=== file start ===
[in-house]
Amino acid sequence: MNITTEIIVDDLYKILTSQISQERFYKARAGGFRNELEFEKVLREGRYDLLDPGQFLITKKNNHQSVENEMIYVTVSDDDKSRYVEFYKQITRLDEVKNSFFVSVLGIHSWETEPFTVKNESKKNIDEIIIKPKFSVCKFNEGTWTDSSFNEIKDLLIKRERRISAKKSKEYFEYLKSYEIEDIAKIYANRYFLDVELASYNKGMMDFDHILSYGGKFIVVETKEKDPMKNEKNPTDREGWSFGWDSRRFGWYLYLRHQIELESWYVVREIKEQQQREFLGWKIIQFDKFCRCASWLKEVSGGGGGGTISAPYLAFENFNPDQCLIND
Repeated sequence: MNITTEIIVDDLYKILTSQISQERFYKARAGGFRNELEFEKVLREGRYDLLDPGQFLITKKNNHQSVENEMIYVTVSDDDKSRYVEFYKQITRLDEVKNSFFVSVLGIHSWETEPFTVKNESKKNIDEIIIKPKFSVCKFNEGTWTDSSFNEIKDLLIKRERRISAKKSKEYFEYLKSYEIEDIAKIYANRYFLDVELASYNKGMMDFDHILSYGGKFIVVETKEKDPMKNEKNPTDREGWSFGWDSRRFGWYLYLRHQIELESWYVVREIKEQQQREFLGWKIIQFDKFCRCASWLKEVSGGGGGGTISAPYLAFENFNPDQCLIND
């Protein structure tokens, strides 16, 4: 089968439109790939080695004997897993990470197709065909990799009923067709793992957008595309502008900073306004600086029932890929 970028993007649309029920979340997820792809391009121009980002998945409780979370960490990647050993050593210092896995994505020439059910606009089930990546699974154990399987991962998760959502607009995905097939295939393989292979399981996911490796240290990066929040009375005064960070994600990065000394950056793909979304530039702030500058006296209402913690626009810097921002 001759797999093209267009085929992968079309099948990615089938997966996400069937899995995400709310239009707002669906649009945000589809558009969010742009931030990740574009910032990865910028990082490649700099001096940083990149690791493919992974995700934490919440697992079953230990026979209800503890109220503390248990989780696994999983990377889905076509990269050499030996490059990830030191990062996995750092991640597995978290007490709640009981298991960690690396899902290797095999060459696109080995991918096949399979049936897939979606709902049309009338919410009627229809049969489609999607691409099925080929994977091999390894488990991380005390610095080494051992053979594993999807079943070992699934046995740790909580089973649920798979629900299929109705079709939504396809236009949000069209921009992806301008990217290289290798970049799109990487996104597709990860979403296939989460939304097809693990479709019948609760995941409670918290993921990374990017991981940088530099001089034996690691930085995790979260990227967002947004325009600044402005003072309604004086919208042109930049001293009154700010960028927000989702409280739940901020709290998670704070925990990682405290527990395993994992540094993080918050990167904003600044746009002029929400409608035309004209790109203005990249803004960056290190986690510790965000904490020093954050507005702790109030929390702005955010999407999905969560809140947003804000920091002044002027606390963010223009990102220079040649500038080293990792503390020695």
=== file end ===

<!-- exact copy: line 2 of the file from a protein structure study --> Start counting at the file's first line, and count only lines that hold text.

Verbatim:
Amino acid sequence: MNITTEIIVDDLYKILTSQISQERFYKARAGGFRNELEFEKVLREGRYDLLDPGQFLITKKNNHQSVENEMIYVTVSDDDKSRYVEFYKQITRLDEVKNSFFVSVLGIHSWETEPFTVKNESKKNIDEIIIKPKFSVCKFNEGTWTDSSFNEIKDLLIKRERRISAKKSKEYFEYLKSYEIEDIAKIYANRYFLDVELASYNKGMMDFDHILSYGGKFIVVETKEKDPMKNEKNPTDREGWSFGWDSRRFGWYLYLRHQIELESWYVVREIKEQQQREFLGWKIIQFDKFCRCASWLKEVSGGGGGGTISAPYLAFENFNPDQCLIND